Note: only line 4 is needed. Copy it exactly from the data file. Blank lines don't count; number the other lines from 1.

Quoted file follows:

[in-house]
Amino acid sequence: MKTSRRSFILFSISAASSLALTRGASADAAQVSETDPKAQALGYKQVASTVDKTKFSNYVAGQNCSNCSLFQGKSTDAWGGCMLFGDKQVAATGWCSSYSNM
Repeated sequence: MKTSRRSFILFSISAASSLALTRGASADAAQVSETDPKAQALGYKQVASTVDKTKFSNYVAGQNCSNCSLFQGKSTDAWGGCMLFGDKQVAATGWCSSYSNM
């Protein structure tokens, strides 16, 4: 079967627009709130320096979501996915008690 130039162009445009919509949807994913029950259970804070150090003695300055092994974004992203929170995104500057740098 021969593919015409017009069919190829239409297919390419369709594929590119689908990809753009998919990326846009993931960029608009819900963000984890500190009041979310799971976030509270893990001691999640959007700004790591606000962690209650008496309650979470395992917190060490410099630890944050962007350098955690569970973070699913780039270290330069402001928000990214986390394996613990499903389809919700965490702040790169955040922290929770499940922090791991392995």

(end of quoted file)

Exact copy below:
């Protein structure tokens, strides 16, 4: 079967627009709130320096979501996915008690 130039162009445009919509949807994913029950259970804070150090003695300055092994974004992203929170995104500057740098 021969593919015409017009069919190829239409297919390419369709594929590119689908990809753009998919990326846009993931960029608009819900963000984890500190009041979310799971976030509270893990001691999640959007700004790591606000962690209650008496309650979470395992917190060490410099630890944050962007350098955690569970973070699913780039270290330069402001928000990214986390394996613990499903389809919700965490702040790169955040922290929770499940922090791991392995």